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What Elauwit's founders built after Boingo

Barry Rubens and Dan McDonough sold Elauwit Networks in 2018 to Boingo for $28M. Today they're back with a new company: Elauwit Connection.

Mike Dano

April 17, 2020

3 Min Read
What Elauwit's founders built after Boingo

The executives who founded Elauwit, a company that Boingo purchased in 2018 are back with a new company: Elauwit.

However, this new Elauwit (officially called Elauwit Connection) is slightly different from the old Elauwit (officially called Elauwit Networks), and may even end up partnering with Boingo for some efforts.

"We saw an opening in the multi-tenant office space – which doesn't interfere with the old Elauwit Networks business or Boingo's legacy business," Barry Rubens, co-founder and CEO of Elauwit Connection, wrote in response to questions from Light Reading, adding that Boingo did not acquire the Elauwit name. "After conversations with folks in the space, we decided to build a product and service offering to give office building owners more control over their telecom network, tenant experience and Internet service delivery. Then we figured out a way to help building owners generate ROI [return on investment] through ancillary revenue opportunities associated with Internet service. It's really a win-win."

Rubens explained that Dan McDonough founded Elauwit Networks (the one that Boingo purchased for $28 million) in 2008 after a stint in the newspaper business in order to deliver Internet connections into apartments and student housing. After roughly a decade of work and success, Rubens (then Elauwit Networks' CEO) said the company was working with capital partners on its next stage of growth when Boingo reached out.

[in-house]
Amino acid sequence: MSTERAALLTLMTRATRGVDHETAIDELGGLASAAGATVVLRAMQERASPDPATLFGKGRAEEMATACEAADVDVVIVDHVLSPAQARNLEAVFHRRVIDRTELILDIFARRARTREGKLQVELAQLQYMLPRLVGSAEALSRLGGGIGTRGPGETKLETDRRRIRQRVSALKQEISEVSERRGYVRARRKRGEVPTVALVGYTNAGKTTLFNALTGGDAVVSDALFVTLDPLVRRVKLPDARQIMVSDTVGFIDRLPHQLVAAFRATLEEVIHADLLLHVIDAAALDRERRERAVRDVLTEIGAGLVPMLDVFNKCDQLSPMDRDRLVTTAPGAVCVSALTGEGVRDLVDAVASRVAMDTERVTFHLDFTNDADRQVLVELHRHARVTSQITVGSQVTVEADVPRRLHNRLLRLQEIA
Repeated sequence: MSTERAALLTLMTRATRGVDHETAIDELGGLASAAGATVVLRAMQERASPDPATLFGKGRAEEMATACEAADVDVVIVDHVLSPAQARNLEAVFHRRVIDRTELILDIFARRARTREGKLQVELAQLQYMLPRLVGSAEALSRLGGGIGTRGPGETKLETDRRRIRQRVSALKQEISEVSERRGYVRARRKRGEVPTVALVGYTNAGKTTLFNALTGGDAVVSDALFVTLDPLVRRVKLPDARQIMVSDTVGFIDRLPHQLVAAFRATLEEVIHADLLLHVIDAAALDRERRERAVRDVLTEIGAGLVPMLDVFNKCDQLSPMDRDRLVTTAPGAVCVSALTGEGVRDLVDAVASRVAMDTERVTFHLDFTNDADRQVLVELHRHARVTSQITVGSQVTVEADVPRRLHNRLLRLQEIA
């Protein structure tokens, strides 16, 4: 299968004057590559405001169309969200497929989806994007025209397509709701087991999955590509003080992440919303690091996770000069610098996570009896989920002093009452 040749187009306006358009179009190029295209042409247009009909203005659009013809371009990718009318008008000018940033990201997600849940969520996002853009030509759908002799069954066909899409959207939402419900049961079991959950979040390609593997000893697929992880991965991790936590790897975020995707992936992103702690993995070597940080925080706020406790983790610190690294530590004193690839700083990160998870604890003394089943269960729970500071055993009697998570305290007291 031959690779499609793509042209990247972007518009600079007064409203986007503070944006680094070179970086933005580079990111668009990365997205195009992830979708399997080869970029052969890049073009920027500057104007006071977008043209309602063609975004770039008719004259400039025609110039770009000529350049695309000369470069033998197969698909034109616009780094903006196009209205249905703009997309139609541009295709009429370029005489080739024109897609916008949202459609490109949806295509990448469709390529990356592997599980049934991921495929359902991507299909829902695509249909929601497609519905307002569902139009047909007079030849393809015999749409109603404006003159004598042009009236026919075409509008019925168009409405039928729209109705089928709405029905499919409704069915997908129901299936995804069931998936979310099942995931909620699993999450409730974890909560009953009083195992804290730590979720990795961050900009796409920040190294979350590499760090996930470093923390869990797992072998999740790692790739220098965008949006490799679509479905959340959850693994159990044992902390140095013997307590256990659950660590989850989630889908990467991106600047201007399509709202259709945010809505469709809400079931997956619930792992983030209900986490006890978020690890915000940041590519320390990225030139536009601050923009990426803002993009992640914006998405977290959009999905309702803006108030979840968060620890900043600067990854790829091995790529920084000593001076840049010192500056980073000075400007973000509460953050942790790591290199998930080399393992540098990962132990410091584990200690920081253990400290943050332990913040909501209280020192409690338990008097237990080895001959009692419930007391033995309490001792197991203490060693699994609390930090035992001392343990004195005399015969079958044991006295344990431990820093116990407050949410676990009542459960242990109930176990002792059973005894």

"We were impressed with the culture of the company and believed that Boingo could help the Elauwit Networks team reach new heights. We were excited to do the transaction with a good company that had great leadership," he wrote.

Rubens left Boingo in the middle of 2019 while McDonough stuck around until the end of 2019 "and continues to have a strong relationship with Boingo's leadership team," Rubens added.

Then the two moved forward with their next venture: Elauwit Connection.

"Elauwit Networks (the assets of which we sold to Boingo) provided service in the multi-family space with a particular focus on off-campus student housing. Boingo likes the multi-family market and is doing a great job at providing a critical service in that space," Rubens explained. "Elauwit Connection is providing network construction and Internet service to the boutique, multi-tenant office space – totally different market with different needs, but still needing a quality Internet service with an excellent customer experience. Our best prospects are office buildings (in development or existing) that have 100K-plus square feet and at least a dozen commercial tenants."

Added Rubens: "To the extent these customers require 5G, DAS [distributed antenna systems] or cellular offload services, we've actually discussed partnering with Boingo to provide these services for us."

Elauwit's re-entry into the telecom space comes at a noteworthy time for Boingo. After a bout of layoffs the company's management reportedly hung a "for sale" sign atop its offices and is now waiting for the offers to roll in.

Mike Dano, Editorial Director, 5G & Mobile Strategies, Light Reading | @mikeddano

About the Author(s)

Mike Dano

Editorial Director, 5G & Mobile Strategies, Light Reading

Mike Dano is Light Reading's Editorial Director, 5G & Mobile Strategies. Mike can be reached at [email protected], @mikeddano or on LinkedIn.

Based in Denver, Mike has covered the wireless industry as a journalist for almost two decades, first at RCR Wireless News and then at FierceWireless and recalls once writing a story about the transition from black and white to color screens on cell phones.

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